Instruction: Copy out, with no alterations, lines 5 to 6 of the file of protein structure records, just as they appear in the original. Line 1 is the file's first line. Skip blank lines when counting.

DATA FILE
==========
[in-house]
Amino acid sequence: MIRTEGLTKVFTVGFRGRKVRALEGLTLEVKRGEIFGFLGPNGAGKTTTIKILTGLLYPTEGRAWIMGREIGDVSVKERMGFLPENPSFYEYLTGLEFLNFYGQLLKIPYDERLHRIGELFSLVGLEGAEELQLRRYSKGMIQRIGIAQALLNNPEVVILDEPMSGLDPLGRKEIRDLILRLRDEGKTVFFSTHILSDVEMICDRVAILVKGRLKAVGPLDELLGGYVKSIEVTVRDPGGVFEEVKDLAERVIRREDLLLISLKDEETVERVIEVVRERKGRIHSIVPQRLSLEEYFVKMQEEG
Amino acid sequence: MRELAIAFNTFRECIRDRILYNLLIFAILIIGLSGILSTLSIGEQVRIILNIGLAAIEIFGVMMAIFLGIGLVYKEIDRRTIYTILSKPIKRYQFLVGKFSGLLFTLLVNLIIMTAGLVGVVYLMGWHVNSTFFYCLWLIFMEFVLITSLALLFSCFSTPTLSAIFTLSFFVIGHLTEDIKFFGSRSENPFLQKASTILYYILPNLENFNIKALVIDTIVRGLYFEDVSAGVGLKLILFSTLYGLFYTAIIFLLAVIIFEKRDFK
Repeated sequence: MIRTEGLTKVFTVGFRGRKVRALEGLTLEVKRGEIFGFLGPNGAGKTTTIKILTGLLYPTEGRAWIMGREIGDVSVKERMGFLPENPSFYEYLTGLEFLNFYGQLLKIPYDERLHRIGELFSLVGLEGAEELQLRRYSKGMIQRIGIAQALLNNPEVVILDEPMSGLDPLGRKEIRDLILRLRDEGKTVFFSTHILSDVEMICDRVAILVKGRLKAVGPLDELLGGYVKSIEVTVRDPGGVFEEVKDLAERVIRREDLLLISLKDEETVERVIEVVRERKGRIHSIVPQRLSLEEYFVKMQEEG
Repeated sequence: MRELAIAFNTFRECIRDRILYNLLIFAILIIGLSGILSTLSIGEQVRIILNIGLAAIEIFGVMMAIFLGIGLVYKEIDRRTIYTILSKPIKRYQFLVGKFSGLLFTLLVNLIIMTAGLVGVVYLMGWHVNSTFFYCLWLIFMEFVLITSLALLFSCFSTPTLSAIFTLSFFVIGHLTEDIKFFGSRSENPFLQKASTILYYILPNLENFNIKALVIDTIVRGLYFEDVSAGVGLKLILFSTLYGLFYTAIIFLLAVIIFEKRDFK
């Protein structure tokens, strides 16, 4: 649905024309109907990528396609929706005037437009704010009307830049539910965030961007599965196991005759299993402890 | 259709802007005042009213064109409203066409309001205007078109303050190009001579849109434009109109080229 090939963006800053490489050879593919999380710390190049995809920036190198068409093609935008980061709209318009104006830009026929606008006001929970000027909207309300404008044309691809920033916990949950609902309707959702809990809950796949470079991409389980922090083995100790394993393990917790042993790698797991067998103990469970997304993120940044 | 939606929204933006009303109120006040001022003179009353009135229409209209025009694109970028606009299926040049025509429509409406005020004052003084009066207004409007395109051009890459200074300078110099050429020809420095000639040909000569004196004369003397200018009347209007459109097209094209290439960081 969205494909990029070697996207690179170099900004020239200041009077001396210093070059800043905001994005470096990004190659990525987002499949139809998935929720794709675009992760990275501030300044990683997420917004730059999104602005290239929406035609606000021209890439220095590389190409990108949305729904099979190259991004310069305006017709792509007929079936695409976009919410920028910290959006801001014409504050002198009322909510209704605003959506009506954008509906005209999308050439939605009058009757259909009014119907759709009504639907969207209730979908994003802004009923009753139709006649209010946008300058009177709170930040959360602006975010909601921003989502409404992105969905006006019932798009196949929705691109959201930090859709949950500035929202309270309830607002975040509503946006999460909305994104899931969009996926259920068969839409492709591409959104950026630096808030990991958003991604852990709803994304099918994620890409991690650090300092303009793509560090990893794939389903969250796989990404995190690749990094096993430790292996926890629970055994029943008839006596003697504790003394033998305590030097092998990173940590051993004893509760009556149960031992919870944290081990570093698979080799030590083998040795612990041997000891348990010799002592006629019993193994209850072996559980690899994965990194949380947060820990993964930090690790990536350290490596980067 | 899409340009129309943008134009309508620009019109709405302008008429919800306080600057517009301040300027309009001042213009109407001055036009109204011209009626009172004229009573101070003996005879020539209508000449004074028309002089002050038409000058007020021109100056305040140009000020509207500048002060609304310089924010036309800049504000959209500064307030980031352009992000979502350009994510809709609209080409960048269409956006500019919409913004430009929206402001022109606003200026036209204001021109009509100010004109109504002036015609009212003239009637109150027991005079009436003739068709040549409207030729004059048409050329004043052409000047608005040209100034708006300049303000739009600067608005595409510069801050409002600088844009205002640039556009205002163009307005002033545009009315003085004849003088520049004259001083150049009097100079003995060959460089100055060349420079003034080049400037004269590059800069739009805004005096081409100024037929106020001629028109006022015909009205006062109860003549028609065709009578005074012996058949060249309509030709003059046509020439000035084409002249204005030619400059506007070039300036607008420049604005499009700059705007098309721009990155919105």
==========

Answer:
Repeated sequence: MRELAIAFNTFRECIRDRILYNLLIFAILIIGLSGILSTLSIGEQVRIILNIGLAAIEIFGVMMAIFLGIGLVYKEIDRRTIYTILSKPIKRYQFLVGKFSGLLFTLLVNLIIMTAGLVGVVYLMGWHVNSTFFYCLWLIFMEFVLITSLALLFSCFSTPTLSAIFTLSFFVIGHLTEDIKFFGSRSENPFLQKASTILYYILPNLENFNIKALVIDTIVRGLYFEDVSAGVGLKLILFSTLYGLFYTAIIFLLAVIIFEKRDFK
């Protein structure tokens, strides 16, 4: 649905024309109907990528396609929706005037437009704010009307830049539910965030961007599965196991005759299993402890 | 259709802007005042009213064109409203066409309001205007078109303050190009001579849109434009109109080229 090939963006800053490489050879593919999380710390190049995809920036190198068409093609935008980061709209318009104006830009026929606008006001929970000027909207309300404008044309691809920033916990949950609902309707959702809990809950796949470079991409389980922090083995100790394993393990917790042993790698797991067998103990469970997304993120940044 | 939606929204933006009303109120006040001022003179009353009135229409209209025009694109970028606009299926040049025509429509409406005020004052003084009066207004409007395109051009890459200074300078110099050429020809420095000639040909000569004196004369003397200018009347209007459109097209094209290439960081 969205494909990029070697996207690179170099900004020239200041009077001396210093070059800043905001994005470096990004190659990525987002499949139809998935929720794709675009992760990275501030300044990683997420917004730059999104602005290239929406035609606000021209890439220095590389190409990108949305729904099979190259991004310069305006017709792509007929079936695409976009919410920028910290959006801001014409504050002198009322909510209704605003959506009506954008509906005209999308050439939605009058009757259909009014119907759709009504639907969207209730979908994003802004009923009753139709006649209010946008300058009177709170930040959360602006975010909601921003989502409404992105969905006006019932798009196949929705691109959201930090859709949950500035929202309270309830607002975040509503946006999460909305994104899931969009996926259920068969839409492709591409959104950026630096808030990991958003991604852990709803994304099918994620890409991690650090300092303009793509560090990893794939389903969250796989990404995190690749990094096993430790292996926890629970055994029943008839006596003697504790003394033998305590030097092998990173940590051993004893509760009556149960031992919870944290081990570093698979080799030590083998040795612990041997000891348990010799002592006629019993193994209850072996559980690899994965990194949380947060820990993964930090690790990536350290490596980067 | 899409340009129309943008134009309508620009019109709405302008008429919800306080600057517009301040300027309009001042213009109407001055036009109204011209009626009172004229009573101070003996005879020539209508000449004074028309002089002050038409000058007020021109100056305040140009000020509207500048002060609304310089924010036309800049504000959209500064307030980031352009992000979502350009994510809709609209080409960048269409956006500019919409913004430009929206402001022109606003200026036209204001021109009509100010004109109504002036015609009212003239009637109150027991005079009436003739068709040549409207030729004059048409050329004043052409000047608005040209100034708006300049303000739009600067608005595409510069801050409002600088844009205002640039556009205002163009307005002033545009009315003085004849003088520049004259001083150049009097100079003995060959460089100055060349420079003034080049400037004269590059800069739009805004005096081409100024037929106020001629028109006022015909009205006062109860003549028609065709009578005074012996058949060249309509030709003059046509020439000035084409002249204005030619400059506007070039300036607008420049604005499009700059705007098309721009990155919105």